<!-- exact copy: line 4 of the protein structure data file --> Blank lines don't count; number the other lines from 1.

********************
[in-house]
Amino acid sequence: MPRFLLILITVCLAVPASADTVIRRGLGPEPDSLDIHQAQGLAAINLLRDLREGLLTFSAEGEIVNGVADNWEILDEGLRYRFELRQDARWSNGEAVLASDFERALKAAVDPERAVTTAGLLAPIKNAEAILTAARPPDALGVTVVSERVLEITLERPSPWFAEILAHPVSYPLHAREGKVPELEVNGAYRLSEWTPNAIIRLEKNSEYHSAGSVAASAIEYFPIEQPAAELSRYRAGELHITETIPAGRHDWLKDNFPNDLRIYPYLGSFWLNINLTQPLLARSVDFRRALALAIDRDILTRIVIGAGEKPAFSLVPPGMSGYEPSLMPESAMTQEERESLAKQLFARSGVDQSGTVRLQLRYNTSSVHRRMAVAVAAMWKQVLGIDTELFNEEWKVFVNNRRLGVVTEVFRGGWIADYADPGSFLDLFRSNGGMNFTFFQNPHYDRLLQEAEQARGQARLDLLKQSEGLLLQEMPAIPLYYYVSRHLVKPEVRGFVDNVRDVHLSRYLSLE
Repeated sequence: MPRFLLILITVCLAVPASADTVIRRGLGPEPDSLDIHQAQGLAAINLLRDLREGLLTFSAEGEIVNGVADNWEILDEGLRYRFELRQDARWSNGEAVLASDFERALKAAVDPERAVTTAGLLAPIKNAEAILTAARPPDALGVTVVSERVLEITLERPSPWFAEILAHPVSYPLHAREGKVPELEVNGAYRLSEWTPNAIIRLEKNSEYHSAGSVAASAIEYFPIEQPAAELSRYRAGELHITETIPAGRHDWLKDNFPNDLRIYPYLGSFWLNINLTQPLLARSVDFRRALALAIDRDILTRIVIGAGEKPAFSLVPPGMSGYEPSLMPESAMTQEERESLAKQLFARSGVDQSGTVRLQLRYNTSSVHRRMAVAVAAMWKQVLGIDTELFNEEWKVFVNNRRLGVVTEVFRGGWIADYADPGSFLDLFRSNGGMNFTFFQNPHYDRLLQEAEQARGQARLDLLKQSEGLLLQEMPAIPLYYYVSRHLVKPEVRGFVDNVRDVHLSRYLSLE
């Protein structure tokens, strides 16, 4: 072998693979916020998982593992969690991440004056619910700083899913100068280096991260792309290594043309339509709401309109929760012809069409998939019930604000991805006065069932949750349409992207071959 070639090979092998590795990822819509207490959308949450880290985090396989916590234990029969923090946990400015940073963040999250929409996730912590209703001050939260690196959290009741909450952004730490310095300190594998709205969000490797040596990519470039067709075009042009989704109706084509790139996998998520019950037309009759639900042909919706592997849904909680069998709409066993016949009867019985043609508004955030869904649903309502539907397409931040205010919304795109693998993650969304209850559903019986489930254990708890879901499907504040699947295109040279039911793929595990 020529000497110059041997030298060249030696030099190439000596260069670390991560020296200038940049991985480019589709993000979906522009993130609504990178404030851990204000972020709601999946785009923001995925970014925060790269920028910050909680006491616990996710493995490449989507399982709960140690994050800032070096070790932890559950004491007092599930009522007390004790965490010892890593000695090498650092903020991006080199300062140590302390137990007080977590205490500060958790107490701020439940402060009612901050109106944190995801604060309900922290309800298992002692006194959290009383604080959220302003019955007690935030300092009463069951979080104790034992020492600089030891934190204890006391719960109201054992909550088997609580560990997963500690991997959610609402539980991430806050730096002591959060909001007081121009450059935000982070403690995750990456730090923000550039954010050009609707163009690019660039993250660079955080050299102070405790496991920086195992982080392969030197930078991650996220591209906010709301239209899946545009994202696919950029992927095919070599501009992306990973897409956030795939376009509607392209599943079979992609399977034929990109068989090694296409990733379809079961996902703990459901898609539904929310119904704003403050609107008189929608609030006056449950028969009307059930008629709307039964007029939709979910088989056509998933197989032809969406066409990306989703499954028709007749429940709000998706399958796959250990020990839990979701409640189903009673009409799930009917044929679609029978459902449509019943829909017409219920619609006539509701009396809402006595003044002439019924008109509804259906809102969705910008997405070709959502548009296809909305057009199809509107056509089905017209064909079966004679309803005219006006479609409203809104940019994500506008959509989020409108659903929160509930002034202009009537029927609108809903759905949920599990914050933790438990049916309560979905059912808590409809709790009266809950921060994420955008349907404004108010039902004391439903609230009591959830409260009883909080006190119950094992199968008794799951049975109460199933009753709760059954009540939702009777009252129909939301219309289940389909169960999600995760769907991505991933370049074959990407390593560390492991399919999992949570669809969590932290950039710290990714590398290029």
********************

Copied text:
């Protein structure tokens, strides 16, 4: 072998693979916020998982593992969690991440004056619910700083899913100068280096991260792309290594043309339509709401309109929760012809069409998939019930604000991805006065069932949750349409992207071959 070639090979092998590795990822819509207490959308949450880290985090396989916590234990029969923090946990400015940073963040999250929409996730912590209703001050939260690196959290009741909450952004730490310095300190594998709205969000490797040596990519470039067709075009042009989704109706084509790139996998998520019950037309009759639900042909919706592997849904909680069998709409066993016949009867019985043609508004955030869904649903309502539907397409931040205010919304795109693998993650969304209850559903019986489930254990708890879901499907504040699947295109040279039911793929595990 020529000497110059041997030298060249030696030099190439000596260069670390991560020296200038940049991985480019589709993000979906522009993130609504990178404030851990204000972020709601999946785009923001995925970014925060790269920028910050909680006491616990996710493995490449989507399982709960140690994050800032070096070790932890559950004491007092599930009522007390004790965490010892890593000695090498650092903020991006080199300062140590302390137990007080977590205490500060958790107490701020439940402060009612901050109106944190995801604060309900922290309800298992002692006194959290009383604080959220302003019955007690935030300092009463069951979080104790034992020492600089030891934190204890006391719960109201054992909550088997609580560990997963500690991997959610609402539980991430806050730096002591959060909001007081121009450059935000982070403690995750990456730090923000550039954010050009609707163009690019660039993250660079955080050299102070405790496991920086195992982080392969030197930078991650996220591209906010709301239209899946545009994202696919950029992927095919070599501009992306990973897409956030795939376009509607392209599943079979992609399977034929990109068989090694296409990733379809079961996902703990459901898609539904929310119904704003403050609107008189929608609030006056449950028969009307059930008629709307039964007029939709979910088989056509998933197989032809969406066409990306989703499954028709007749429940709000998706399958796959250990020990839990979701409640189903009673009409799930009917044929679609029978459902449509019943829909017409219920619609006539509701009396809402006595003044002439019924008109509804259906809102969705910008997405070709959502548009296809909305057009199809509107056509089905017209064909079966004679309803005219006006479609409203809104940019994500506008959509989020409108659903929160509930002034202009009537029927609108809903759905949920599990914050933790438990049916309560979905059912808590409809709790009266809950921060994420955008349907404004108010039902004391439903609230009591959830409260009883909080006190119950094992199968008794799951049975109460199933009753709760059954009540939702009777009252129909939301219309289940389909169960999600995760769907991505991933370049074959990407390593560390492991399919999992949570669809969590932290950039710290990714590398290029």